By this 'process' is meant a series of factors that influenced the survival of urban families. That they rarely lasted for more than two or three generations has been attributed largely to the failure of male heirs, from the accidents of fertility and mortality; but this is neither a completely adequate nor a completely accurate explanation for the fact that established families could not by themselves maintain the size of the ruling class, so that immigration was essential. The spectre of infant mortality in the Middle Ages is undeniable. Margery Kempe claimed to have had 14 children, although only one appears to have been alive in her old age, and he had moved out of Lynn. She, at least, had the fortune to be of a compatible age with her husband; that many husbands or wives lost their spouses and subsequently remarried suggests that often there may have been an age difference between marriage partners that limited the period of fertility. Thrupp's analysis of Londoners has indicated that the average number of male heirs who survived their fathers' deaths and their own attainment of majority was rarely better than 1; to which Platt has added that the fourteenth century epidemics may have played a particular role here, with children prominent among its victims. However, the practice in fifteenth century Ipswich of recording the names of the children of freeman entrants notwithstanding, children do not feature very much in medieval records, with the exception of wills, and it is disputed whether wills are an accurate indicator of male heirs. The automatic inheritance of patrimony by the chief heir may mean that one (sometimes the only) son is not mentioned in his parent's will; for it was not always the case that even adult sons were among the executors. Furthermore, wills survive for only a minority of the men studied here. It is therefore impossible to ascertain with any precision the ratio of adult sons to fathers. Of the 843 office-holders from Lynn, Ipswich, and Colchester, only 295 are known to have had one or more adult male heirs of direct descent. On the other hand, only 31 are definitely known not to have had any.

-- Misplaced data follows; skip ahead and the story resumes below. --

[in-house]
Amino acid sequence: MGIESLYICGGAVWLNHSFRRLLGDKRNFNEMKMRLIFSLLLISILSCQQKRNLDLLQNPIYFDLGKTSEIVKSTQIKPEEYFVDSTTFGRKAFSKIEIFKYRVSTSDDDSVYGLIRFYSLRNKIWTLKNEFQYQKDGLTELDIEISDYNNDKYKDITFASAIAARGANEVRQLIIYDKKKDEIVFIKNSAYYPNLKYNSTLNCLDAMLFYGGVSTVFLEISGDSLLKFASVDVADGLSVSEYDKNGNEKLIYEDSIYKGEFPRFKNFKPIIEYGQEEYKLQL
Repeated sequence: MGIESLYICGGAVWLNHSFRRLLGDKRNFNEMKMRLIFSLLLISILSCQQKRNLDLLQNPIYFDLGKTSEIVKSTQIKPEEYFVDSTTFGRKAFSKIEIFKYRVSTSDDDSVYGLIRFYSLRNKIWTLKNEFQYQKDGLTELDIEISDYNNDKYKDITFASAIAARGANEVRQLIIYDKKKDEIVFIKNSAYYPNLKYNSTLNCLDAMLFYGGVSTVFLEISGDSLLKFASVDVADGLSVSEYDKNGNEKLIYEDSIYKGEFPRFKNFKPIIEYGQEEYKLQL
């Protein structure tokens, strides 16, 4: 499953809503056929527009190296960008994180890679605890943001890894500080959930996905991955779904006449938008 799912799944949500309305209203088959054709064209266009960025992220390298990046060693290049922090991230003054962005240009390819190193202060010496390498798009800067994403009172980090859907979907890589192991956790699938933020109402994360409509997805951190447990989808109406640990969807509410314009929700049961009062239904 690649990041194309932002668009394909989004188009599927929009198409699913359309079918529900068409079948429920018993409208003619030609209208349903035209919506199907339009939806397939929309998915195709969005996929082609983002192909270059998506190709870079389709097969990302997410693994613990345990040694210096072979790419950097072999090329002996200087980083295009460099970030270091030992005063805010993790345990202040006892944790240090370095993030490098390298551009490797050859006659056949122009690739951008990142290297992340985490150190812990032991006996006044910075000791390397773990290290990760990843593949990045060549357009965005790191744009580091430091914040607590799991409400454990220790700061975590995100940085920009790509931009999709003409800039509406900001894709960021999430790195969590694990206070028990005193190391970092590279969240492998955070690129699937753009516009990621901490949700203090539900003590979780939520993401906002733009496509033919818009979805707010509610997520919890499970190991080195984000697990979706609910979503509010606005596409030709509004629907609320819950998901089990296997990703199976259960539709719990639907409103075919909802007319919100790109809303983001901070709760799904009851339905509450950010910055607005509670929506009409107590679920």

What is important for our purposes is that, of the 295, only 91 had sons who followed them into borough government in any capacity. This is evidently not just a case of survival, and it is notable that, in each of the three towns, the proportion of men who had sons in government to the total of men known to have sons is about the same (roughly 30%). We have already dealt with the tendency for a few families, particularly sons of borough officials, to desert urban in favour of gentry society. Yarmouth bailiff Henry Rose had 5 sons, none of whom followed him into office, for they seem to have moved out to their father's country estates. Others may have moved abroad, like Margery Kempe's son, or to other English towns. A few sons became clerics; Tanner's analysis of Norwich wills showed that about half mentioned children and that 10% of the sons mentioned were clerics. Of the office-holders from Lynn, Ipswich, Colchester, and Yarmouth, 22 are known to have had sons who were clerics; this group had 44 (known) sons in total, 23 of whom joined the clergy, while only 5 entered borough government. It will be noted that in the majority of cases these clerics were not the only sons of the family; Margery Kempe's attempt to persuade her apparently sole surviving son to become a monk is not likely to have been typical, especially given her own extreme religiosity. The number of clerical sons is surely underrated, for we rarely hear of them outside the context of wills; we would not, for example, have known that Joseph Elianore had a son, had he not founded a chantry and appointed his son its chaplain. Omitted from the list of 22 office-holders with clerical sons is the Fastolf family of Yarmouth. Here is one family that was prolific in its production of male heirs and that maintained its influence in the borough throughout the fourteenth century, despite the departure of several branches to country estates or other towns. We know of several members who had only female heirs, or no heirs at all, and several others who entered the clergy: two were monks at St. Benet of Holme, another had a living at Gaymerston; two were Cambridge graduates, one (the brother of a Chief Justice of Ireland) becoming a king's clerk and holding several notable positions; one became Bishop of St. David's.